Table 8.4 shows that the main construction material used for the outer wall of dwelling units in the District is mud brick/earth (66.5%) with cement blocks or concrete (26.2%) being the next main material. The rest of the construction materials are sparely used by households; wood (2.1%), landcrete (2.0%), burnt bricks (1.7%) stone (0.2%) and bamboo (0.2%).

Materials for the floor of dwelling units

Table 8.5 shows that in the Upper Denkyira West District 78.7 percent of the floor of dwelling units is made of cement or concrete. The next important material for floors is earth/mud (19.4%) areas. Although ceramic or porcelain or marble tiling has gained some popularity in the country in recent times, not much of it has been used in the District. The materials least used for the floor of dwelling units were wood, Vinyl tiles and terrazzo tiles each with 0.1 percent.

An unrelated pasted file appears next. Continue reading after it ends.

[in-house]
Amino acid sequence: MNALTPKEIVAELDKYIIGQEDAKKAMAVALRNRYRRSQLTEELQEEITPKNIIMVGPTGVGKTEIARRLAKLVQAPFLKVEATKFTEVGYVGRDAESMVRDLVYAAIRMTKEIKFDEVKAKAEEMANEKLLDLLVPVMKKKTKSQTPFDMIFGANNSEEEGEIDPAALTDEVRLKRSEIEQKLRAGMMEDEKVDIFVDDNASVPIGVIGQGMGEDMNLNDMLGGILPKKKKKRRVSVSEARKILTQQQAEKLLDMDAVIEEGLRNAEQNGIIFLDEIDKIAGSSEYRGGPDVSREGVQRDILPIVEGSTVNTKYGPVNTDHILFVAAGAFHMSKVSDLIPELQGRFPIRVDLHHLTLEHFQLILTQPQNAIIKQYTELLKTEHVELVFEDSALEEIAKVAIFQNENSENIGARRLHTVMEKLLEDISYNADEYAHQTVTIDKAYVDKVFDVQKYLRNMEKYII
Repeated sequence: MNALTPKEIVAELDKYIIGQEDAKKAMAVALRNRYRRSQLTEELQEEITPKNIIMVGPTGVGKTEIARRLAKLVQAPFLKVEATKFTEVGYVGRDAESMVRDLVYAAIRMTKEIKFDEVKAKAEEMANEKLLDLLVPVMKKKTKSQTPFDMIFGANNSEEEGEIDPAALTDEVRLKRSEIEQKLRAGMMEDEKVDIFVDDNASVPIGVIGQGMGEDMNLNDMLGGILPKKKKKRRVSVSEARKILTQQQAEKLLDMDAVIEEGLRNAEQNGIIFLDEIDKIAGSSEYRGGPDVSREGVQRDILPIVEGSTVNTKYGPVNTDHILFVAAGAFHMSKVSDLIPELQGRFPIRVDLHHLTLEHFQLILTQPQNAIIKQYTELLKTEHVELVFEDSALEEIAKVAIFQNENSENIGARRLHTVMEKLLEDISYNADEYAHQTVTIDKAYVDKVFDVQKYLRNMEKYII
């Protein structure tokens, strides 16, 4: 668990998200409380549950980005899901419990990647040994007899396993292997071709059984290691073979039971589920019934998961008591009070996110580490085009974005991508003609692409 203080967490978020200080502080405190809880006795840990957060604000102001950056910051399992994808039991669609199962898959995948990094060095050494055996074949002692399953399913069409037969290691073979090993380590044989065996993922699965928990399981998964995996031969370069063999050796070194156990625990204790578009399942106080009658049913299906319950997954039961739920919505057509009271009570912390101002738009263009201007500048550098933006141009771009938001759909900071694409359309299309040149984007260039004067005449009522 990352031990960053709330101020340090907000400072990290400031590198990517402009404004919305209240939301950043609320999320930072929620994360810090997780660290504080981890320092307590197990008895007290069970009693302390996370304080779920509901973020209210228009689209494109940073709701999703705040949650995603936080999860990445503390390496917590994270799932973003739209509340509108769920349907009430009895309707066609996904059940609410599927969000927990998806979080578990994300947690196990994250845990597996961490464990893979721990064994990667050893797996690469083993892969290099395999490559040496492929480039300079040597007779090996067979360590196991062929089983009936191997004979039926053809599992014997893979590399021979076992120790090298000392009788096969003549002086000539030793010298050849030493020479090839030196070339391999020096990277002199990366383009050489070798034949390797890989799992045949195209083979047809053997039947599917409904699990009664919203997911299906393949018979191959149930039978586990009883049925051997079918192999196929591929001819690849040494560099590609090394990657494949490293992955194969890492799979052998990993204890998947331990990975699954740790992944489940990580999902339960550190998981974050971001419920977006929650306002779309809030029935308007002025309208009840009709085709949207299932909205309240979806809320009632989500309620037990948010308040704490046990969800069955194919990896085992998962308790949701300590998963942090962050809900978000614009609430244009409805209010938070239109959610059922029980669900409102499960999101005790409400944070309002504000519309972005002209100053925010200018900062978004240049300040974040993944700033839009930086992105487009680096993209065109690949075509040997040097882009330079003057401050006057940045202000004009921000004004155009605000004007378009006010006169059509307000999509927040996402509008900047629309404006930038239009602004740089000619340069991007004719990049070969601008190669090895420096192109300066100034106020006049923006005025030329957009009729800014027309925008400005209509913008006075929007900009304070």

Materials for roofing

The major roofing material is metal sheet which accounts for 83.2 percent of the 14,463 dwelling units in the District. This is indicated on Table 8.6.


Thatch/palm leaf or raffia is the second highest roofing material which makes up 7.2 percent of the dwelling units. Also about 5 percent of the dwelling units are roofed with bamboo whereas mud bricks/earth constitutes 1.2 percent. The roofing materials whose usages are not widespread across the District are; slate/asbestos (0.9%), cement /concrete (0.9%), roofing tiles (0.6%), wood (0.6%) and others (0.6%) in that order.

Room Occupancy

The number of sleeping rooms available in dwelling unit gives an indication of the extent of congestion in households. Overcrowded rooms have the risk of spreading communicable diseases faster and also affect how much rest time individuals would have. Infectious diseases, such as chicken pox, tuberculosis and respiratory infections could spread quickly in congested rooms. Data on household sleeping room occupancy and number of ‘sleeping rooms’ per household are presented in Table 8.7 below.